Cline bore a son, Randy in 1961. On June 14, she and her brother Sam were involved in a head-on collision on Old Hickory Boulevard in Nashville. The impact threw Cline into the windshield, nearly killing her. Upon arriving at the scene, Dottie West picked glass from Cline’s hair, and went with her in the ambulance. When help arrived, Cline insisted that the other car’s driver be treated first. (West witnessed this, and the impression left upon her may have contributed to an unfortunate decision she made some three decades later. In 1991, West was seriously injured in a car accident, and like Cline, she too insisted that her driver be treated first. West died from her injuries, possibly because she had declined to be treated immediately.) Cline later stated that she saw the female driver of the other car die before her eyes. Cline spent a month in the hospital, suffering from a jagged cut across her forehead that required stitches, a broken wrist and a dislocated hip. Both Nassour and friend Billy Walker (who died in a vehicle accident in 2006) reported that Cline rededicated her life to Christianity while in the hospital, where she received thousands of cards and flowers from fans. When she left the hospital, her forehead was visibly scarred. For the remainder of her career, she wore wigs and makeup to hide the scars, along with headbands to relieve the forehead pressure that caused headaches if left unattended. Six weeks later, she returned to the road on crutches with a new appreciation for life. A series of recordings titled Patsy Cline: Live at the Cimarron Ballroom from her first concert after the crash were released in 1997 and feature dialogue of Cline interacting with the audience, reviewing her live performances. Recorded in Tulsa, Oklahoma as a sound check, these archives were found in the attic by a later owner of one of Cline’s residences and were given to the family.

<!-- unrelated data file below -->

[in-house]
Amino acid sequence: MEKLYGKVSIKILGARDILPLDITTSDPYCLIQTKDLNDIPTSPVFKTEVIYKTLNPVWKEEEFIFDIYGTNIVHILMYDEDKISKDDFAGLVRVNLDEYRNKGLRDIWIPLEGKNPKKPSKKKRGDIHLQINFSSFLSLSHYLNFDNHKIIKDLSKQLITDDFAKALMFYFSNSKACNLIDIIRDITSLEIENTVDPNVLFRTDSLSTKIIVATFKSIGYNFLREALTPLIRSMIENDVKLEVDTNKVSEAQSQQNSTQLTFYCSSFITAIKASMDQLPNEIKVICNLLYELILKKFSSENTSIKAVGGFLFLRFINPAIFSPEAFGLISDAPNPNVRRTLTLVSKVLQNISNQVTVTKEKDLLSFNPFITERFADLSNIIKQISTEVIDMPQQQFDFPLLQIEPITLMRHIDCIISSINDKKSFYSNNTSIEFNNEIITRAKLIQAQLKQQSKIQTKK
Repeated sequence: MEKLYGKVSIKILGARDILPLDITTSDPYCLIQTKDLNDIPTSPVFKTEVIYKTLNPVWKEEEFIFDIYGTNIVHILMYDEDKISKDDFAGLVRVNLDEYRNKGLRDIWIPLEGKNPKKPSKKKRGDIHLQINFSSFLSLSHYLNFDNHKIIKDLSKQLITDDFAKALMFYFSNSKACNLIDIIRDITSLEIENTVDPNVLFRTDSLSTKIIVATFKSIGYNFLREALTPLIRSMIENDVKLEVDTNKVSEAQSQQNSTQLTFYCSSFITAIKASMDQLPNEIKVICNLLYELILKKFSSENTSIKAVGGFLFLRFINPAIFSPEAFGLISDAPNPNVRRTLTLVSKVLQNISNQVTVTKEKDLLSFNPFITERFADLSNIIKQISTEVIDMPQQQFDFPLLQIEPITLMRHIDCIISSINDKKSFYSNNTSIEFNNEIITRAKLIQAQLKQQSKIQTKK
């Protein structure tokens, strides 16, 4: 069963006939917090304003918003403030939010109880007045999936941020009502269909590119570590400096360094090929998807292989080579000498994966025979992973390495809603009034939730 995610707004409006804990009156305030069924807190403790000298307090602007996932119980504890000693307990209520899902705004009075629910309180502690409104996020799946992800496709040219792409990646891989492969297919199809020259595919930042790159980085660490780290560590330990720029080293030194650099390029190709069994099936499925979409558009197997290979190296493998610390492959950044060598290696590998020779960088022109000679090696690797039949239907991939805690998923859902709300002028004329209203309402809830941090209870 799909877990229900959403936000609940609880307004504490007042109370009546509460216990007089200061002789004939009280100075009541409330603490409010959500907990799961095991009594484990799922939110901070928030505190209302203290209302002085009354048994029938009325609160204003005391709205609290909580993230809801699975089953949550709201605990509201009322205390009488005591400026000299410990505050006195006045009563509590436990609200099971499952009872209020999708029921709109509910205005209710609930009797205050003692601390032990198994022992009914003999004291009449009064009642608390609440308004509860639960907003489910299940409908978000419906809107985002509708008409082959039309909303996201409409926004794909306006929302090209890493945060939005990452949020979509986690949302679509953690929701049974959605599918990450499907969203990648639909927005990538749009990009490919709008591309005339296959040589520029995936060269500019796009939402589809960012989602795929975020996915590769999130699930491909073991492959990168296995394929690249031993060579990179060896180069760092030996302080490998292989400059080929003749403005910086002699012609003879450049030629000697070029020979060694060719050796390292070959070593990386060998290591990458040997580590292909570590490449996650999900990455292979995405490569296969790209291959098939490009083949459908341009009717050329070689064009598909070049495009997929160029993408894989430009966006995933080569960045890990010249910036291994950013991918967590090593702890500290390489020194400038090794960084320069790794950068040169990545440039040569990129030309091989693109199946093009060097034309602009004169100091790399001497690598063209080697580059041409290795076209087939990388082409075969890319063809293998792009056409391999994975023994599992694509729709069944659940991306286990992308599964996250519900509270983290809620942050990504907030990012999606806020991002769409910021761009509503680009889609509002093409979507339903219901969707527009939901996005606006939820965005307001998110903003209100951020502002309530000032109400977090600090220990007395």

Friends Dottie West, June Carter Cash, and Loretta Lynn recalled Cline telling them during 1962–1963 that she felt a sense of impending doom and did not expect to live much longer. Cline, known for her generosity, had begun giving away personal items to friends, writing her will on Delta Air Lines stationery and asking close friends to care for her children should anything happen to her. She told The Jordanaires’ bass singer Ray Walker as she exited the Grand Ole Opry the week before her death: “Honey, I’ve had two bad ones (accidents). The third one will either be a charm or it’ll kill me.” On March 3, 1963, Cline performed at a benefit at the Soldiers and Sailors Memorial Hall, Kansas City, Kansas for the family of disc jockey “Cactus” Jack Call. He had died in an automobile crash a little over a month earlier. Call was a longtime DJ for KCKN, but had switched to KCMK a week before his death in January 25, 1963 at the age of 39. Also performing on the show were George Jones, George Riddle and The Jones Boys, Billy Walker, Dottie West, Wilma Lee and Stoney Cooper, George McCormick, the Clinch Mountain Boys as well as Cowboy Copas and Hawkshaw Hawkins.